There are many definitions for Americana music, but the snarkiest one is this: “Americana is country music that doesn’t sell.” The 17th annual Americana Festival and Conference in Nashville last week seemed designed to refute both halves of that assertion. Americana is more than just country music, the fest proclaimed, and it does sell.
The Americana Honors & Awards Show is the best trophy event in show biz today. It has a great venue in the Ryman Auditorium, a virtuoso house band led by Buddy Miller, a witty emcee in Jim Lauderdale and just a few categories, which allows for more music and less talk. Last Wednesday, while the crowd sat on the Ryman’s wonderfully historic and hard-on-the-tailbone curving pews, many more people watched the live stream on National Public Radio.
After performing “It Takes a Lifetime” as a duo with his wife Amanda Shires, Jason Isbell walked in from the wings to accept the Song of the Year Award for a different tune, “24 Frames.” Chris Stapleton, wearing his feather-studded cowboy hat, walked up from the crowd to accept the Artist of the Year Award, and Isbell returned to accept the Album of the Year Award for Something More Than Free.
Both of these men are undeniably Americana acts and both had #1 albums on Billboard’s country charts last year. Stapleton, a former lead singer for the bluegrass band The SteelDrivers, and Isbell, a former lead singer for the roots-rock band the Drive-By Truckers, represent the kind of fusions that define Americana.
Earlier in the evening, Emmylou Harris and Rodney Crowell, who have had several #1 country albums of their own, sang “Bring It on Home to Memphis” before accepting the award for Best Duo/Group. Dwight Yoakam, a previous Lifetime Achievement winner with lots of #1 records, sang “What I Don’t Know” with the bluegrass all-stars from his new album, Swimmin’ Pools, Movie Stars …. Accepting the Lifetime Achievement Performer Award was Bob Weir, whose former band, the Grateful Dead, sold a few records, too.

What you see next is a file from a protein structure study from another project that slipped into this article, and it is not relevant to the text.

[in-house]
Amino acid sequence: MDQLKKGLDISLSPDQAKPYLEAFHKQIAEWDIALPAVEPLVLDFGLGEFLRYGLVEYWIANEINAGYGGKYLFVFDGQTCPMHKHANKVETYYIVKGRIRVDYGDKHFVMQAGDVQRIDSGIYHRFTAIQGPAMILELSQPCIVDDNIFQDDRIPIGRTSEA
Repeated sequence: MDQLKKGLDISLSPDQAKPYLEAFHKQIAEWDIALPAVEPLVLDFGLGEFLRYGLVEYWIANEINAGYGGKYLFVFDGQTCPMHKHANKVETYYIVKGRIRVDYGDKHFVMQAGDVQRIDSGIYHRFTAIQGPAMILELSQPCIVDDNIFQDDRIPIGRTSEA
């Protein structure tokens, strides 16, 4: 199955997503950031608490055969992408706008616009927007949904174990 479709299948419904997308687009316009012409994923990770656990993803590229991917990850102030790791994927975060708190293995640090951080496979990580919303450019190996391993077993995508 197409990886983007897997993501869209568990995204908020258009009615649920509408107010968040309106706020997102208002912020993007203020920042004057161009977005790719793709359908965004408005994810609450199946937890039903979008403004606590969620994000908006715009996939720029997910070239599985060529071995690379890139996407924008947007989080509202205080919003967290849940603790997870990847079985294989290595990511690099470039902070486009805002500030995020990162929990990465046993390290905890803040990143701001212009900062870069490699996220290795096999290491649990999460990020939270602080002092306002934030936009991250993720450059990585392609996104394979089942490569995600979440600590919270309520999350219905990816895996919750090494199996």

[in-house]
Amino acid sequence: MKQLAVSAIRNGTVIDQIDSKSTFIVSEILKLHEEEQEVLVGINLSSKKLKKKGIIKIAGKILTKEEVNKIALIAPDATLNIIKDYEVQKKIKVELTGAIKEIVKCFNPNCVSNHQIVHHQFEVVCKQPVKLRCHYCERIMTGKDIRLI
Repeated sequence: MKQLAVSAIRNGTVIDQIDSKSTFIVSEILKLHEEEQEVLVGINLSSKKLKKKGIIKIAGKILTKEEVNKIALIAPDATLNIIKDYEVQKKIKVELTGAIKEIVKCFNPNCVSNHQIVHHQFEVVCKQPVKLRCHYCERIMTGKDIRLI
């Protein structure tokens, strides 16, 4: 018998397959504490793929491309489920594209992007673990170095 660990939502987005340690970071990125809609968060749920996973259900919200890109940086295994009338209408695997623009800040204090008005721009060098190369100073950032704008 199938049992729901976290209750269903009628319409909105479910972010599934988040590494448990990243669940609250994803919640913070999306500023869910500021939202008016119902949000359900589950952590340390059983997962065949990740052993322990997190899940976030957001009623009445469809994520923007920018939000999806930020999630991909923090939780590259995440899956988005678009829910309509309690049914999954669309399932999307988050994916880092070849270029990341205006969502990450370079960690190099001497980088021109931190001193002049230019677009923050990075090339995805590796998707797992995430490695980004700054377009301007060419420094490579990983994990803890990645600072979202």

In a sense, the awards show was a theatrical presentation of the argument that, yes, Americana acts can sell records and tickets. They’ve done so in the past; they’ve done so in the present. And that’s good news for the four acts who were nominated as Emerging Artist of the Year: Leon Bridges, John Moreland, Nathaniel Rateliff & The Night Sweats and Margo Price. And it’s good news for the conference’s most impressive lesser-knowns: Aaron Lee Tasjan, Jon Latham, Brent Cobb, the Cedric Burnside Project, Sunny Sweeney, Deering and Down and Motel Mirrors.
The whole week was a kind of coronation for Margo Price. She not only won the Emerging Artist Award but also found herself on the cover of Nashville Scene and on stage at the Country Music Hall of Fame and Museum, where she was interviewed by NPR Music’s Ann Powers between songs. She deserved every bit of it, for her debut solo album, Midwest Farmer’s Daughter, is one of the year’s best releases—and found a place in Billboard’s Country top-10. At the Hall of Fame’s cozy Ford Theater, she stood on the oriental rug in her ankle-length flower-print white dress, her red hair spilling down her back, and sang that album’s opening track, “Hands of Time.”
It’s an autobiographical work that describes her rural, working-class roots in Illinois and her struggles over 12 years on the bar-band scene in Nashville. The song is so expertly written, however, that it seems universal. Backed by her talented East Nashville quintet, Price’s sympathetic soprano made the song not just about her own life, but about the coming-of-age struggles of every listener.